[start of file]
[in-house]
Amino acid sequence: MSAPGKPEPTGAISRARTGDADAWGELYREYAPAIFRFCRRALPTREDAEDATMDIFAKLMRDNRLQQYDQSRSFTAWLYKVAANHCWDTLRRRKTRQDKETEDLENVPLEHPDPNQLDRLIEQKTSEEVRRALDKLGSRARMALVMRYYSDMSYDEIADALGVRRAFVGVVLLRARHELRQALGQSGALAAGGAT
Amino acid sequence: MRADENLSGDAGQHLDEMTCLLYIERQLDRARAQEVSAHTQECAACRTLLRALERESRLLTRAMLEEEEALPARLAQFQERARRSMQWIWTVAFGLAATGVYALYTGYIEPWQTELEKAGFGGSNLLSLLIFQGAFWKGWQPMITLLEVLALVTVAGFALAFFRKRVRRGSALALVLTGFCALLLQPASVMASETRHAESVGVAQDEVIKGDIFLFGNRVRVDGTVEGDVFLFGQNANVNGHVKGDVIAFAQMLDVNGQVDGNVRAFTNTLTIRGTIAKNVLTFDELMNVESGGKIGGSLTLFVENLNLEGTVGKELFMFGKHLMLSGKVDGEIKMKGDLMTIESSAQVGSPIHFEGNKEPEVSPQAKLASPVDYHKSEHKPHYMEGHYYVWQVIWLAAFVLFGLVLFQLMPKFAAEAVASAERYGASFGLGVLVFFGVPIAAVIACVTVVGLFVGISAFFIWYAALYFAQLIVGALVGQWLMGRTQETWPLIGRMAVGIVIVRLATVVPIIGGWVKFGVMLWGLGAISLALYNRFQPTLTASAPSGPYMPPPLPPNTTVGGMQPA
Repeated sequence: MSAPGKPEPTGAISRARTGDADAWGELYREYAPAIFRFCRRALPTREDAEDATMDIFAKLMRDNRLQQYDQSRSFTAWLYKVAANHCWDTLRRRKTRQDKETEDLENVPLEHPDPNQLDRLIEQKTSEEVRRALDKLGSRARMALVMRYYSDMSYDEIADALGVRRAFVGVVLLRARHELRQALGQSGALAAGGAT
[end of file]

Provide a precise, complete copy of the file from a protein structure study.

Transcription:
[in-house]
Amino acid sequence: MSAPGKPEPTGAISRARTGDADAWGELYREYAPAIFRFCRRALPTREDAEDATMDIFAKLMRDNRLQQYDQSRSFTAWLYKVAANHCWDTLRRRKTRQDKETEDLENVPLEHPDPNQLDRLIEQKTSEEVRRALDKLGSRARMALVMRYYSDMSYDEIADALGVRRAFVGVVLLRARHELRQALGQSGALAAGGAT
Amino acid sequence: MRADENLSGDAGQHLDEMTCLLYIERQLDRARAQEVSAHTQECAACRTLLRALERESRLLTRAMLEEEEALPARLAQFQERARRSMQWIWTVAFGLAATGVYALYTGYIEPWQTELEKAGFGGSNLLSLLIFQGAFWKGWQPMITLLEVLALVTVAGFALAFFRKRVRRGSALALVLTGFCALLLQPASVMASETRHAESVGVAQDEVIKGDIFLFGNRVRVDGTVEGDVFLFGQNANVNGHVKGDVIAFAQMLDVNGQVDGNVRAFTNTLTIRGTIAKNVLTFDELMNVESGGKIGGSLTLFVENLNLEGTVGKELFMFGKHLMLSGKVDGEIKMKGDLMTIESSAQVGSPIHFEGNKEPEVSPQAKLASPVDYHKSEHKPHYMEGHYYVWQVIWLAAFVLFGLVLFQLMPKFAAEAVASAERYGASFGLGVLVFFGVPIAAVIACVTVVGLFVGISAFFIWYAALYFAQLIVGALVGQWLMGRTQETWPLIGRMAVGIVIVRLATVVPIIGGWVKFGVMLWGLGAISLALYNRFQPTLTASAPSGPYMPPPLPPNTTVGGMQPA
Repeated sequence: MSAPGKPEPTGAISRARTGDADAWGELYREYAPAIFRFCRRALPTREDAEDATMDIFAKLMRDNRLQQYDQSRSFTAWLYKVAANHCWDTLRRRKTRQDKETEDLENVPLEHPDPNQLDRLIEQKTSEEVRRALDKLGSRARMALVMRYYSDMSYDEIADALGVRRAFVGVVLLRARHELRQALGQSGALAAGGAT